“My brother had round glasses and people used to call him Harry Potter – I think my Mum wishes he’d auditioned for the films because she could have retired a lot earlier. I remember taking turns with him to read the copy we both shared. If you put it down, you took the risk of not having it back for the next few days.
“I loved how the world felt enormous and mysterious but also familiarly British in its characters and humour. Seeing the wizarding world through Harry’s eyes made me feel special, like I was attending Hogwarts too. I remember reading the section about Snape’s memories in the back of my family’s car at night and catching sentences under the glow of streetlamps, not being able to take my eyes off the page.
“I feel immensely lucky to be part of this company and to be able to bring this world to life onstage every night. For me, the books champion choosing love over fear, and remind us about the importance of empathy. The books have brought together so many people who might not otherwise have found each other and I think that community is a beautiful thing.”
Phoenix Edwards (Rose Granger-Weasley)
“I was born in 2000 so by the time I was old enough to read the books, Harry Potter was already huge. My mum bought the first book for me when I was 10 though, and I read them all pretty quickly after that. I spent a lot of time in the library at school reading – I actually had a Year 11 kid tell me a massive spoiler when she saw I was reading the third book and had to force myself to try and forget it as I continued to finish the series.
“There was a massive second craze amongst children my age because of how popular the films were, especially as that series was coming to a close. I loved reading the books so much that I didn’t watch them for a while because I didn’t want to spoil my interpretation of the world in my head.
“I loved reading books about boarding schools at that age too, I had just finished Malory Towers and both that series and Harry Potter have a group of young friends that get up to mayhem. I felt a strong connection to Ron reading the books as I felt for him always being in the shadow of either his family or of Harry and Hermione. I am also terrified of spiders – which made it hard to read The Chamber of Secrets.
“I actually re-read The Philosopher’s Stone last Christmas. I was isolating and I found it really comforting. It’s so nice to go back to the very beginning of Harry’s story, when our play is set so far into his future.”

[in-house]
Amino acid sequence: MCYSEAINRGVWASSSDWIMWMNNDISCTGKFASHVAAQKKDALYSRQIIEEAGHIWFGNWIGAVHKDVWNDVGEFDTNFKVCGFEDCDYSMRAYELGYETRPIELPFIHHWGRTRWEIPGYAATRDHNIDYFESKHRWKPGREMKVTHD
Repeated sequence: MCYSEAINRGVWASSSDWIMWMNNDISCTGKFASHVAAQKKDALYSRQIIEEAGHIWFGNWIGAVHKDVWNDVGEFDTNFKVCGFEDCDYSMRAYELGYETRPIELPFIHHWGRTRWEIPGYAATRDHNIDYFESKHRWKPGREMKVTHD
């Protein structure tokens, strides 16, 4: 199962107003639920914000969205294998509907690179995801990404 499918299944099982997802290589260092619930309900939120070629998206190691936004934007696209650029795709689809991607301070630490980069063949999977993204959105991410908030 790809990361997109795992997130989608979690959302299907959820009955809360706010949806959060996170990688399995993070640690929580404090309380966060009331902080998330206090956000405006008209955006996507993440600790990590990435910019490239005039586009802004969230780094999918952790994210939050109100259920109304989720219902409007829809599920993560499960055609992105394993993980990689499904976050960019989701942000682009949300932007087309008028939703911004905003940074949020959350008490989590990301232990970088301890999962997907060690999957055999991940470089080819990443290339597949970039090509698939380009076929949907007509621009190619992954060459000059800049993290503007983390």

Thomas Aldridge (Ron Weasley)
“It was 2001 and the first film had just come out, so I thought I should see what all the fuss was about. My girlfriend at the time was reading it and I started reading her copy while we were at drama school. I read Philosopher’s Stone in dribs and drabs the first time and then didn’t revisit the books until I started auditioning for Ron. I had a much more vested interest in them then of course, so I was cramming them as quickly as possible, but I still wasn’t hooked straight away. Then I read Prisoner of Azkaban and wallop! I was a fan.
“I’ve always loved stories about other worlds or lands so that’s something that grabbed me straight away, but it was the friendships that made me look forward to picking the books up each time. Azkaban really was like a rollercoaster!
“Being a huge West Ham fan, I’m still so chuffed that they’re the only football team referenced in the books and, for that reason, Dean Thomas was always my favourite. I loved the chapter where Ron was messing with Dean’s squad poster on the wall of the Gryffindor dorm because I had that exact poster on my bedroom wall. It also made me fall in love with Ron too.
“All the books are in my dressing room and whenever we rehearse, I usually try and quote something new out of one of them to make it look like I’ve done my homework… But I am genuinely re-reading them now with my daughter who is just eating them up! She loves them! I’m so immensely proud to be a part of something so special.”